CAMPAIGNS: Triumph for Madonna in sales quest - Consumer PR

Client: Puffin Books PR Team: Colman Getty Public Relations Campaign: Madonna's English Roses books Timescale: April-September 2003 Budget: Four figures

She may well have sold nearly 200 million albums, had 25 top ten hits, starred in five films, and even snogged Britney Spears live on TV, but this year Madonna embarked on a career as a children's author, too.

The pop star has signed a five-book deal with Puffin Books and the first of her series, The English Roses, was published in September.

It was the first book ever to be published in 100 countries simultaneously - this meant a strict ban was imposed on the release of any content to the press before publication.

Colman Getty PR, which also handles PR for Harry Potter author JK Rowling, was brought on board by Puffin books to launch The English Roses in the UK.


To promote Madonna as a children's author, so that her reputation as a novelist is established by the time the following four books in the series are published. To make The English Roses a bestseller.

Strategy and Plan

The embargo on access to the material about the novel made it difficult to promote The English Roses in press releases, because even information about the storyline and book jacket could not be released to the press.

How-ever, Colman Getty associate Nicky Stonehill turned the embargo into an advantage. The book had created such hype and speculation that the PR team managed to negotiate exclusive rights with The Times to publish extracts from the book and to interview Madonna two days before its publication.

The PR team opted to launch The English Roses to the press at a tea party on the day before publication at London's Kensington Roof Gardens, and Madonna was asked to read out extracts from the story to a group of local schoolchildren. This meant the press first gained access to the book from Madonna herself, and were able to write about the reaction of the children in their reviews.

Although news and music media were invited to the tea-party element of the launch, only the literary press were permitted to hear Madonna read the book. This was designed to put emphasis on the fact that Madonna was there in her capacity as a children's author, rather than as a singer or a celebrity.

Nevertheless, Madonna's fame was capitalised on by setting up a 'red carpet' media presence outside the venue, so she arrived to a crowd of journalists wanting on-the-spot interviews. Inside the venue, only one photographer and one film crew from the BBC's children's news programme Newsround were allowed to film the event, to maintain its exclusive children-centred atmosphere. To stress this element further, the party invitations were extended to the children of the journalists and celebrities who attended the event, and the children were given gifts of hand-embroidered bags illustrating The English Roses.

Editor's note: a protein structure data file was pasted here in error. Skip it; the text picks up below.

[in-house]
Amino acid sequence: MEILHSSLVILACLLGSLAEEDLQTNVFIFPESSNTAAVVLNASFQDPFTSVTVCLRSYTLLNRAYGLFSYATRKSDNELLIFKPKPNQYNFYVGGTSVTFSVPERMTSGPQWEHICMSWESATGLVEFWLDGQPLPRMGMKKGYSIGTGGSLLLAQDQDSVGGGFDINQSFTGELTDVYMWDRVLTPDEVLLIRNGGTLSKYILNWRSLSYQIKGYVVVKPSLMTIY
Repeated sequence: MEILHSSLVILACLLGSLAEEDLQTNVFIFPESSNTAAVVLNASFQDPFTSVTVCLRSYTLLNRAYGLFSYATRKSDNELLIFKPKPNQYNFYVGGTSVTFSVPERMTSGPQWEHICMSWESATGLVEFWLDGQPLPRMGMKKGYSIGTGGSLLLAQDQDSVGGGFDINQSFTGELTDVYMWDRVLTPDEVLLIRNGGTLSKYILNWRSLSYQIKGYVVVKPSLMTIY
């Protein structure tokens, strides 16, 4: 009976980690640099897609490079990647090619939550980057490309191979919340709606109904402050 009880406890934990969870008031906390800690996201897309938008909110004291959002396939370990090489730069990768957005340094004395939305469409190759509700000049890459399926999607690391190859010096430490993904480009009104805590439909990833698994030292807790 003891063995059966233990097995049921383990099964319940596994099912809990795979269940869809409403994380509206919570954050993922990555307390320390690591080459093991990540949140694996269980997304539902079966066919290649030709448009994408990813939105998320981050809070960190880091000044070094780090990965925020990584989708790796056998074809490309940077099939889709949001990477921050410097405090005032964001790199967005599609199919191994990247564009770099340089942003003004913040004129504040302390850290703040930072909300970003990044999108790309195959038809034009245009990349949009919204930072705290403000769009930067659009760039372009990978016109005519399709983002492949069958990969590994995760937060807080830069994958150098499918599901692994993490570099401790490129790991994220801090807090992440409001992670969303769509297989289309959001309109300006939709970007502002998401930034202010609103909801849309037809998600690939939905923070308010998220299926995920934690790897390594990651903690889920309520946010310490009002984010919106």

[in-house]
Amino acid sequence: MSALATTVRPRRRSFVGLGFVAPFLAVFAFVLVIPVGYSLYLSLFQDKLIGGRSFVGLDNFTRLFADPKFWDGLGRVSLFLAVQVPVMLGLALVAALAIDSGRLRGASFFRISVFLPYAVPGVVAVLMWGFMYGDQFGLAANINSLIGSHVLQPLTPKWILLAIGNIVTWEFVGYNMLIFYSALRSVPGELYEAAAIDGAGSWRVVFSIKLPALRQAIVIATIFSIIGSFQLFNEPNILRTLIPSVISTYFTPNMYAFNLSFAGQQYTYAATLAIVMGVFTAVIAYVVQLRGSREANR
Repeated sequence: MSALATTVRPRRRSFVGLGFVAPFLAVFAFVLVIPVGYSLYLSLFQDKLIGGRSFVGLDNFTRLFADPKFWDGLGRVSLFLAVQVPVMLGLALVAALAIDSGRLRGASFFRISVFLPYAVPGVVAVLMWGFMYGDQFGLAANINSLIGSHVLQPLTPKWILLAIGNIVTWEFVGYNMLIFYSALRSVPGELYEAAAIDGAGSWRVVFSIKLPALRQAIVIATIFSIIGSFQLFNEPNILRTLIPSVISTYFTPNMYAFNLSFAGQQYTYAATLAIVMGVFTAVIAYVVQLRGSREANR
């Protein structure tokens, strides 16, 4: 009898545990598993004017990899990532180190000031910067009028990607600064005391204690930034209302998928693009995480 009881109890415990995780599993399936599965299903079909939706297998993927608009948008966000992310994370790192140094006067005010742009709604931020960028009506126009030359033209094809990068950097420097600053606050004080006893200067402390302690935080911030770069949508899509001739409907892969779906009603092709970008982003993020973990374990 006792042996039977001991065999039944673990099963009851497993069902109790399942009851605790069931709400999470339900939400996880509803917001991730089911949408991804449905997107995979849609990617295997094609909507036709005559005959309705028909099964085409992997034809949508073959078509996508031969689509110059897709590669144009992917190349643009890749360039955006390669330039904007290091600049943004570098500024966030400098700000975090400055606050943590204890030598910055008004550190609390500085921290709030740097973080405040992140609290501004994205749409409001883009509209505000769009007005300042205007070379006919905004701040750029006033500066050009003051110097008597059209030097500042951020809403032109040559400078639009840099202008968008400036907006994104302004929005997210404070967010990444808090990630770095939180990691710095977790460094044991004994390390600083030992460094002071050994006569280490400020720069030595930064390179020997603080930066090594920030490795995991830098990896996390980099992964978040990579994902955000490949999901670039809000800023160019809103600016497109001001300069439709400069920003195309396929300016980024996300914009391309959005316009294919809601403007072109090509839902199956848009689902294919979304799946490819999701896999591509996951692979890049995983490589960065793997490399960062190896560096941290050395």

A major challenge of the campaign was the limited amount of time the PR team had with Madonna.

'We only had an hour with her so I built the whole campaign around that hour,' said Stonehill.

Since the press who came to the party were not allowed to read the book before the launch, the world of The English Roses was created within the venue during the event. Tall flower girls in head-dresses threw rose petals across the floors, colours and music from the story were used to evoke the atmosphere of the book, and local primary schoolchildren were asked to design scenes from the book, under the direction of party designer Nelly Shepherd.

The time of the book's publication the next day was 8am, so couriers were on hand to deliver the book to GMTV and Rise at that time precisely, so it could reviewed during the shows. The book was also on offer to reviewers, who could receive it via courier service, so that they could get access to the material as soon as possible on the day of publication.

Measurement and Evaluation

The book launch was covered by all the major national news channels, two morning TV shows, international news agencies including Reuters and all the national press, including the front page of The Independent.

The English Roses was also reviewed by the Daily Mail, The Observer, The Sunday Times, The Daily Telegraph and The Independent on Sunday.

Programmes such as The Des and Mel Show, The Terry & Gaby Show and The Wright Stuff gave coverage to the launch, as did several BBC radio programmes.

Women's titles Vogue, Glamour, Hello, Tatler and Harpers & Queen all picked up on the story.

Interviews with Madonna also appeared on every terrestrial TV channel.

Stonehill claims the coverage was 80 per cent positive, although some journalists chose to ridicule Madonna's ambitions, after she admitted on the red carpet outside the venue that she did not know who famous children's author Enid Blyton was.


The English Roses broke records as the fastest selling children's picture book in the UK. It sold over 150,000 copies and reached the number two slot in the children's bestseller list, only 220 books behind Harry Potter.

'My children loved it,' said Independent assistant editor John Walsh. 'The flower girls were charming and the event was very well put together.'

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